Extending countless miles across sierras and rivers. .
There is also an artificial garden whose soil
Is composed of the very finest flakes of gold

Prose can cope with that kind of chatter (the reader more likely to expect expansion and length), but in poetry even a small unnecessary word is a roadbump. "Poems are short fast religions," says Murray, and "In expressing the inexpressible poetry remains close to the origins of language," says W.S. Merwin, but those null-words and stock phrases are something other than the origin of language, perhaps they are a return to a state of pre-origin -- for if words were invented to describe objects and state intentions then those throwaways do neither; they establish empty space, describe nothing, state no intention, and fill the role of grunts and ums, pre-language space-fillers and gropings -- and the brain of the character seems introverted; it shrinks back and flops its hands out in despair.

* He mentions both of them, and Herodotus too I think. Here's his Burton:

What next? Burton asked leave to establish before us
a stupend, vast, infinite ocean of incredible madness
and folly -- a sea of shelves and rocks, sands, gulfs,
Euripuses and contrary tides clogged with monsters,
uncouth shapes, roaring waves, tempests and Siren calms,
Halcyonian seas, unspeakable misery, such Comedies
and Tragedies, such preposterous ridiculous feral and
lamentable fits that he knew not whether they were more
to be pitied or derided, or be believed

Sunday, January 9, 2011

such a man or what a man

I was trundling through Hannah Arendt's Origins of Totalitarianism, when, on one of its five hundred and ten pages (ten more if you count the index), I came across this footnote, which stood out, dealing, as it did, with an idea different to the ideas on the rest of the page -- all of a sudden she was talking about writers --

The emancipation of nations from domestic rule and the overlordship of an international aristocracy [during the first decades of the 1900s] was accompanied by the emancipation of literature from the 'international' language of the learned (Latin first and later French) and the growth of national languages out of the popular vernacular. It seemed that peoples whose language was fit for literature had reached national maturity per definitionem. The liberation movements of Eastern European nationalities, therefore, started with a kind of philological revival (the results were sometimes grotesque and sometimes very fruitful) whose political function it was to prove that the people who possessed a literature and a history of their own, had the right to national sovereignty.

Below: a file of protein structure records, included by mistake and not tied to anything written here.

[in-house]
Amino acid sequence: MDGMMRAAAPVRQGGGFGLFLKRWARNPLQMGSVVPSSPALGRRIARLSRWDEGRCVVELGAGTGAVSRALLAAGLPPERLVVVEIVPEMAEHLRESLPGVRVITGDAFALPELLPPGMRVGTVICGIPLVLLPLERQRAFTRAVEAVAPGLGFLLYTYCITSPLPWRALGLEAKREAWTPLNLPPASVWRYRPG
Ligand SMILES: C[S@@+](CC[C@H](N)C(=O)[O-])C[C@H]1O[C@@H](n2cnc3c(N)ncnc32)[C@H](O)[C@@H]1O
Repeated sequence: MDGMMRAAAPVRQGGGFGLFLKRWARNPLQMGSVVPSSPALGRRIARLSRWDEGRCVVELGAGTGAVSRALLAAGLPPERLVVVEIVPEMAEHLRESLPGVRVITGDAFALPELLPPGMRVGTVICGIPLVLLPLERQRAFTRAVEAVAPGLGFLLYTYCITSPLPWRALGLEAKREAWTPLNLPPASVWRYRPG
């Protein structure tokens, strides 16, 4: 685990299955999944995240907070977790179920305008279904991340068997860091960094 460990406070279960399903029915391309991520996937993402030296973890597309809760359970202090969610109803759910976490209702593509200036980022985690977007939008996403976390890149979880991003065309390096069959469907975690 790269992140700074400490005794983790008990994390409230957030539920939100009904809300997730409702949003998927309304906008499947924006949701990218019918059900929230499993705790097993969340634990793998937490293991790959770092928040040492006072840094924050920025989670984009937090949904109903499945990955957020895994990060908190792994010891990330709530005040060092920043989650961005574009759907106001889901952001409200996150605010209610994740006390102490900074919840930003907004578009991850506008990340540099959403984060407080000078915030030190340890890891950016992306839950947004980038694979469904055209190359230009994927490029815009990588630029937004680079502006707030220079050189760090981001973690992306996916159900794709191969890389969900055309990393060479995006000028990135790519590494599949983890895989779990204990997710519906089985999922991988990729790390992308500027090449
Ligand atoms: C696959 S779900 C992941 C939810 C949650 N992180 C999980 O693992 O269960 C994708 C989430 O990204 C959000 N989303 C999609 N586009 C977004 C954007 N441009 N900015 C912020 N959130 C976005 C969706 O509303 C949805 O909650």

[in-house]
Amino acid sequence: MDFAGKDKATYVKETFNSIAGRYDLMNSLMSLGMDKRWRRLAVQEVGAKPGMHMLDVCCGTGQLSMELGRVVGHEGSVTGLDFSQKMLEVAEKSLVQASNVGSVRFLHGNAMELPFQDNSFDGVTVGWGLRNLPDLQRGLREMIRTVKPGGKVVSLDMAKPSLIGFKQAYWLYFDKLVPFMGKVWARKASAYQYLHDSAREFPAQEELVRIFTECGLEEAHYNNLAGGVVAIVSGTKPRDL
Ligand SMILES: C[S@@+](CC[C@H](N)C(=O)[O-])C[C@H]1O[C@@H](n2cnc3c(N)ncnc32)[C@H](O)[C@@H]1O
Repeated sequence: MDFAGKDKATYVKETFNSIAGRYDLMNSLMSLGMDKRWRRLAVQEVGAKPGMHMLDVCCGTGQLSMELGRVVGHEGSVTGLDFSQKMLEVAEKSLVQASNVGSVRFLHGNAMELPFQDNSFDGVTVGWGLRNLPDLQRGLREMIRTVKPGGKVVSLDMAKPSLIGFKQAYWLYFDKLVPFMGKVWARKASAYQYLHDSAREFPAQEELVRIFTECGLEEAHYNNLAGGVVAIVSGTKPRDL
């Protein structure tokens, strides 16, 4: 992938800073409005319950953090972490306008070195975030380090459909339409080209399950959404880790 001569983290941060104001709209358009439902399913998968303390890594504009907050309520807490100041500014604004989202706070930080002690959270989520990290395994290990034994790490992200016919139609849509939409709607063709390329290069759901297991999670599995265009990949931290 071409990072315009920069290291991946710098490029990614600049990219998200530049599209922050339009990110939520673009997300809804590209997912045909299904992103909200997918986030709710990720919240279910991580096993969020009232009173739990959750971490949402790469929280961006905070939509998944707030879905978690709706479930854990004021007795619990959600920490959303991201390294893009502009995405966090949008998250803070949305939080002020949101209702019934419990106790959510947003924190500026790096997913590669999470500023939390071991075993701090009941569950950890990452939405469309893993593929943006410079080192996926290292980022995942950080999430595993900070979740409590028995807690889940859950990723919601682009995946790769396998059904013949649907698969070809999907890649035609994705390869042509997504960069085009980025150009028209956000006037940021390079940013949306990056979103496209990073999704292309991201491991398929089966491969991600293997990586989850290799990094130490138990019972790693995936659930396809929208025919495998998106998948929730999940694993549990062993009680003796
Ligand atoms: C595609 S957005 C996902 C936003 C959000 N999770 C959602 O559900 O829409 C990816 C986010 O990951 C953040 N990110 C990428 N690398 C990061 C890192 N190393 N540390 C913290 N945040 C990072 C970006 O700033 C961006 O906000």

-- a point that struck me harder than it might have, because, a few days before, I'd seen Sue at the Whispering Gums blog discussing Katharine Susannah Pritchard's first book, The Pioneers, published in 1915. Pritchard was an Australian patriot at a time when the nation was still very young, and The Pioneers ends with a boy called Dan telling one of his parents about a conversation he's had with his grandmother:

"… she told me that my four grandparents were English, Irish, Scottish and Welsh. 'They have quarrelled and fought among themselves, but you are a gathering of them in a new country, Dan,' she said. 'There will be a great future for the nation that comes of you and the boys and girls like you. It will be a nation of pioneers, with all the adventurous, toiling strain of the men and women who came over the sea and conquered the wilderness ... You will be a pioneer too, Dan ... a pioneer of paths that will make the world a better, happier place for everybody to live in."

The newly independent countries of Europe fuelled their literary traditions with retellings of national myths and legends, in Finland the Kalevela, in Estonia the Kalevipoeg. Naim Frashëri, an Albanian writer who was so admired that the country later put his face on two banknotes, crowned his oeuvre with a epic poem about Albania's fifteenth-century hero-lord Skanderbeg.* Pritchard had to concoct her own myth -- Australia the purifier, fusing and healing the arguments of the old country. Corny or aspirational? is the question at Whispering Gums, but I think the answer is Necessary. Some circumstances justify unreasonable aspirations.

This man who had returned home could not remember any time in his life that had not been animated by his determination to become a man of importance; it was as though Ulrich had been born with this wish. It is true that such an urge may be a sign of vanity and stupidity; it is no less true, however, that it is a very fine and proper desire, without which there would probably not be many men of importance.

(Robert Musil's The Man Without Qualities, translated by Eithne Wilkins and Ernst Kaiser)

The aspiration is not merely to become a country, but a country of importance; to have the aspiration itself is a kind of dignity, or dignity in its jelly or egg state, and no cornier than the child who wants to grow up and be Napoleon, and who, growing up, discovers that they will never be Napoleon. The "results" of that desire will be "sometimes grotesque and sometimes very fruitful."